Same as it ever was. With its by-now-familiar scenes of alien abductions and government-conspiracy theorizing, not to mention the barely changed opening-credits sequence, that may be the first impression one gets from the first episode of the new mini-season of The X-Files. But that’s not so much an evaluation of quality as it is a statement of fact. With distrust of the federal government at an all-time high, in part due to the revelations made by WikiLeaks and Edward Snowden in recent years, the show’s preoccupation with paranoia is more relevant than ever.
It’s fitting, then, that creator Chris Carter takes that distrust to a whole new, and even more subversive, level. Fox Mulder (David Duchovny) and Dana Scully (Gillian Anderson) may be brought together again to investigate the alien-existence claims of right-wing pundit Tad O’Malley (Joel McHale), but Mulder soon makes discoveries that suggest the government is involved in something grander and more dangerous: a wholesale staging of incidents and abductions in an attempt by a powerful few to control and manipulate the U.S. population in general for their own purposes.
The danger, as Carter points out in some of his more heavy-handed lines of dialogue, may be greater than ever, but Mulder and Scully retain their challenging yet affectionate skeptic-versus-believer dynamic, one of the crucial elements that helped the series maintain an emotional coherence throughout its mythology’s unwieldy twists and turns. From their first scene together here, Mulder and Scully exude the rapport of old friends, as if, despite their time apart, nothing has changed between them. But things are indeed very different for them: They’re not only older, but more world-weary and regretful.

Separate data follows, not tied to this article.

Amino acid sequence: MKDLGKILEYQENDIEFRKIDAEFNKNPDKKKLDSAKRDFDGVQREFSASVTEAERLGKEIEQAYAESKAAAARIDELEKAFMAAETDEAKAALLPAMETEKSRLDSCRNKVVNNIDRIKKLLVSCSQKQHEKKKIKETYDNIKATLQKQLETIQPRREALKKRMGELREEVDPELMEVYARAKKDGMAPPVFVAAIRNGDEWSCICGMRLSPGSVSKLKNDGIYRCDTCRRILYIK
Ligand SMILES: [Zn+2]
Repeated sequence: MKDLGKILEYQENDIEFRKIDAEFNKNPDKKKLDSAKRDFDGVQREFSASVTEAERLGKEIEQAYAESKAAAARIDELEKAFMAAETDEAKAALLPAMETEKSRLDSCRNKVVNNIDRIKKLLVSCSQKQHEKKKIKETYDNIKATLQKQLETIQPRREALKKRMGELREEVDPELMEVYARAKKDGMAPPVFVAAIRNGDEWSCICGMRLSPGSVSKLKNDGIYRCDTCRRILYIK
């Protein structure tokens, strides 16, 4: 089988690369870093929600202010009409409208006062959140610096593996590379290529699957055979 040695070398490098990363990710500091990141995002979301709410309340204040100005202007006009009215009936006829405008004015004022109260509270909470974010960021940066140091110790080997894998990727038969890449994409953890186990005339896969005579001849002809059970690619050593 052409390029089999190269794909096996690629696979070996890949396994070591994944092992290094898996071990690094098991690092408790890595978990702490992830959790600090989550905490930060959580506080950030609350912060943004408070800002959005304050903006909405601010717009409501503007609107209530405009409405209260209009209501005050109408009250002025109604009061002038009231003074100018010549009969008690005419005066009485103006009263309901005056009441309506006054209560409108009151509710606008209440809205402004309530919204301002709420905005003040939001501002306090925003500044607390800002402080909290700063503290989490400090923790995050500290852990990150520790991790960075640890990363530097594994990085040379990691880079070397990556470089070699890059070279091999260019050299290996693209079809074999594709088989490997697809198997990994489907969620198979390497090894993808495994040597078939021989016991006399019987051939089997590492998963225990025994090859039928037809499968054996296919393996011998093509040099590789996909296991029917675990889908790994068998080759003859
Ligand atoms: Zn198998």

These emotional shadings are gratifyingly brought to the fore in the subsequent two episodes, both only tangentially connected to the broader mythology. “Founder’s Mutation” may be about genetically modified children and nefarious goings-on behind the scenes at a major eugenics corporation, but as with some of the series’s finest standalone episodes, the stakes are made deeply, painfully personal for Mulder and Scully, with the investigation bringing up a well of sorrow in the duo about William, the baby Scully felt forced to give up for adoption in season nine in order to ensure him the normal life she couldn’t provide for him. Writer-director James Wong, who, with frequent collaborator Glen Morgan, penned some of the most emotionally operatic episodes of the show’s early run, illustrates this with two poignant dream sequences, speculative fantasies of life with a teenaged William (played at various ages by Hannah, Aiden, and Rowan Longworth), both of which end in tragedy.
Regret is also at the heart of “Mulder and Scully Meet the Were-Monster,” but as was the case with his previous contributions to The X-Files, writer-director Darin Morgan mines it for exuberant black comedy instead of mournful drama. Mulder’s confession early on that he’s finding himself less enthusiastic about his return to the X-files than he thought he would be paves the way for a delightful lark involving a monster (Rhys Darby) who, when he suddenly finds himself assuming human form during a full moon, becomes horrified at the lifestyle of an everyday human being living a soulless nine-to-five existence—thus offering a hilarious counterpoint to Mulder’s own burgeoning midlife crisis.
In the whopping 16 years since Morgan’s last script for Carter’s series Millennium, his cynicism hasn’t dulled, but neither, thankfully, has his compassion. It’s precisely this vision of pessimism laced with empathy for outsiders that continues to animate the series as a whole—a perspective that finds great value in small personal triumphs even as the wider world around us is going to hell.